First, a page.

In Mallorca, we felt we’d dropped off the edge of the earth. This was unexpected: in all our research about Mallorca, we read again and again about the hordes of package tourists and the marring of Mallorca’s stunning natural beauty. When Andrew and his sister visited Mallorca a decade ago, they hated the ticky-tacky shops and crowds in the area where they stayed. But Andrew and I shaped our trip carefully, with all this in mind. We stayed in the southeastern part of the island, in a hotel overlooking a less-touristy cove. And we rented a car, which meant that when we weren’t on the beach we were traveling through the island’s interior—a wild, almost entirely uninhabited expanse of pine trees, mountains, and fields full of overgrown wheat and scrub. On our last day, we started out early and drove around the whole island, first to the north, then down and around toward Palma, the main city and the location of the airport. We did see some of the terrible, package tour havens, but we simply drove through without stopping. It didn’t take long to leave these small sparks of civilization behind.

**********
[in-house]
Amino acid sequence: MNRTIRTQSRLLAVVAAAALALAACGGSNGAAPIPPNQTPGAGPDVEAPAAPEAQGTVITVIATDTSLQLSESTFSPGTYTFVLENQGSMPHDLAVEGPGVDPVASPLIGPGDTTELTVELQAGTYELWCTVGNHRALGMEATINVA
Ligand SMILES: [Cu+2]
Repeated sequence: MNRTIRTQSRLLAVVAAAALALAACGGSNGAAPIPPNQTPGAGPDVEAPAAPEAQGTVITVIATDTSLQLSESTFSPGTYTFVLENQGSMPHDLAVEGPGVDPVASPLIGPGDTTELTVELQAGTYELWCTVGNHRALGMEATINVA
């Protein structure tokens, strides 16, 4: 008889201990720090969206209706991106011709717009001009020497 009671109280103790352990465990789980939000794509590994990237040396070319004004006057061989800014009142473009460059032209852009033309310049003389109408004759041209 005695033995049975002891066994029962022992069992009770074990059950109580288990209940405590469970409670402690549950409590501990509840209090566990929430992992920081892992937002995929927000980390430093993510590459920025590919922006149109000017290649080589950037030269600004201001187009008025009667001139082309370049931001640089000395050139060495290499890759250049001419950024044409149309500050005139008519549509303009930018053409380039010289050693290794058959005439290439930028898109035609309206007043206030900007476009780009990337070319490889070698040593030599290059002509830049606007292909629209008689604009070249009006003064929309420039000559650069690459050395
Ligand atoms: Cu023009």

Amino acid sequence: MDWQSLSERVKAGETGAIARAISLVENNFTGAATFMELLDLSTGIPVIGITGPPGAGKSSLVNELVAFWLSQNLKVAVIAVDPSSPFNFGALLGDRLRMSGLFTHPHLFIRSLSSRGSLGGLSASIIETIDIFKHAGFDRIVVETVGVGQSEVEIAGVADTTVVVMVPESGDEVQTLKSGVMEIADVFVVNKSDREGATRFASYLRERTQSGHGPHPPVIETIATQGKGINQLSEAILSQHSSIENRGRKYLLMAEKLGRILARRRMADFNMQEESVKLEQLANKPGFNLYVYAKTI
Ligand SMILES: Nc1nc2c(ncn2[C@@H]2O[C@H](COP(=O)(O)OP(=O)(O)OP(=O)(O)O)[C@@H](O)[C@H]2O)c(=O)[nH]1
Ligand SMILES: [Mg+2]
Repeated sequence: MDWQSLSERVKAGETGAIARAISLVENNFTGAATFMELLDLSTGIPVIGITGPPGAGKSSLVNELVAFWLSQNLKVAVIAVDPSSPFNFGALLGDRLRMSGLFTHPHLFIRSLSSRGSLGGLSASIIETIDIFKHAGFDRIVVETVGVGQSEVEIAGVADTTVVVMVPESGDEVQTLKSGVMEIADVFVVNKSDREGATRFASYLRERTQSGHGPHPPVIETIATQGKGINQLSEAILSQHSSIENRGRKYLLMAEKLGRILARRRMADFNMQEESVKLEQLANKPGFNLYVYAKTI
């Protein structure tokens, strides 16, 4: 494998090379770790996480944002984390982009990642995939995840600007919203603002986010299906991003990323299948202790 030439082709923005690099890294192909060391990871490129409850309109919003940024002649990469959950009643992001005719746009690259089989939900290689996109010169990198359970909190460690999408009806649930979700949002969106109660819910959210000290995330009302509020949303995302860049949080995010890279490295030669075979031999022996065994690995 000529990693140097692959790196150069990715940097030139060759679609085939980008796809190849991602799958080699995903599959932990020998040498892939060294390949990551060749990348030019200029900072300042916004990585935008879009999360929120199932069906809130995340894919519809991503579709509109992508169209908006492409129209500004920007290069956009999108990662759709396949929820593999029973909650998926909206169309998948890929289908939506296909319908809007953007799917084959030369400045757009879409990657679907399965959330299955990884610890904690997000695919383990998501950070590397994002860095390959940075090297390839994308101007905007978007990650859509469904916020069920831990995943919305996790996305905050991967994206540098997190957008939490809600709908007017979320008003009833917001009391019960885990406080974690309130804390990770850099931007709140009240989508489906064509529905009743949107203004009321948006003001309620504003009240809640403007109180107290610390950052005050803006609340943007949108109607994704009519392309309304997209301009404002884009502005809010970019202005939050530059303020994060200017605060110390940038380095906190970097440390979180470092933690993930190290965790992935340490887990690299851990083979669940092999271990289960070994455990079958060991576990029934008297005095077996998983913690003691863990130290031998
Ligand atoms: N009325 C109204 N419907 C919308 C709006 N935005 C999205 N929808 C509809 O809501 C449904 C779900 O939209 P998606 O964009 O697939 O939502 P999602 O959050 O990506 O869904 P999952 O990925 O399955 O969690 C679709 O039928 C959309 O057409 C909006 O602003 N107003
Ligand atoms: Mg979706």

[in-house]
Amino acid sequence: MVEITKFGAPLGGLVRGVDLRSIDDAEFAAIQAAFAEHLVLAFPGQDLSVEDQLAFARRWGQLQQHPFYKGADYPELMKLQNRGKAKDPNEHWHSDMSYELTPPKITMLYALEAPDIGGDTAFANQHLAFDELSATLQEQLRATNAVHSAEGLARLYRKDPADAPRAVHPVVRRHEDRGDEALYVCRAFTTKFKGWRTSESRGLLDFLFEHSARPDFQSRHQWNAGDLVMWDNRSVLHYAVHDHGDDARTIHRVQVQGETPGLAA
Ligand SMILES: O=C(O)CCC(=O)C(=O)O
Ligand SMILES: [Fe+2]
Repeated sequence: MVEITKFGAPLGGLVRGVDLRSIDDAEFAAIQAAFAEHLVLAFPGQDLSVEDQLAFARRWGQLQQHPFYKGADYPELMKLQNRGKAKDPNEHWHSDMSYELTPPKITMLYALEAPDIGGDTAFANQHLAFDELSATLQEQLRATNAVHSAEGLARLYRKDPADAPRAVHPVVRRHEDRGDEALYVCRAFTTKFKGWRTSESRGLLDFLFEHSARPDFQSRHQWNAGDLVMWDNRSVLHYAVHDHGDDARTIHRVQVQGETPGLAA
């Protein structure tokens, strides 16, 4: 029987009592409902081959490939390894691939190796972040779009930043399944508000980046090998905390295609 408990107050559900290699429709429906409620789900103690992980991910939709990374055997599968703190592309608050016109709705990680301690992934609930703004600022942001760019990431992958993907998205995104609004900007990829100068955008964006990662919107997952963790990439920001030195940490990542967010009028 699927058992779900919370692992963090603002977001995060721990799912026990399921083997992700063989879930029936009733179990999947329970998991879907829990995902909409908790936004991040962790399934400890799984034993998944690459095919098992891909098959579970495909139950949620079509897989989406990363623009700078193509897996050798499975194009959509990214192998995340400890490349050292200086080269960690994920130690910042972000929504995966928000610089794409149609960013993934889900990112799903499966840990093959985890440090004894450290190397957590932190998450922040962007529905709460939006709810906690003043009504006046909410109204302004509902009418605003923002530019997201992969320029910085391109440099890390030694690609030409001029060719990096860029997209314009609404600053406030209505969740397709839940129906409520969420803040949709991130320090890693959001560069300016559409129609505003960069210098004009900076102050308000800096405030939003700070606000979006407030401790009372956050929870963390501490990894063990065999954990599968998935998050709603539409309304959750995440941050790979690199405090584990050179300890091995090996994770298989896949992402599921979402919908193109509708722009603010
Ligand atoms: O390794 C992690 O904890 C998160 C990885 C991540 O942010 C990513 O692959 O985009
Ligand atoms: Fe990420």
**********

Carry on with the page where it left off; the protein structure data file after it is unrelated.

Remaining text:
When we did see people, they were German. In Cala Santanyi, where we stayed, our hotel and the small cafes around the cove were full of Germans. We heard no English and almost no Spanish, and menus and signs were in German—sometimes exclusively. The owners of a nice café where we had dinner were German. At the airport, the lines at the check-in counters for the Germany flights were unbelievably long; our Barcelona flight was almost empty. We already felt like we were in another world in Mallorca; but the unfamiliar language and our twice-removed minority status—not only from Spain, but also Americans—made the disjunct even more acutely felt.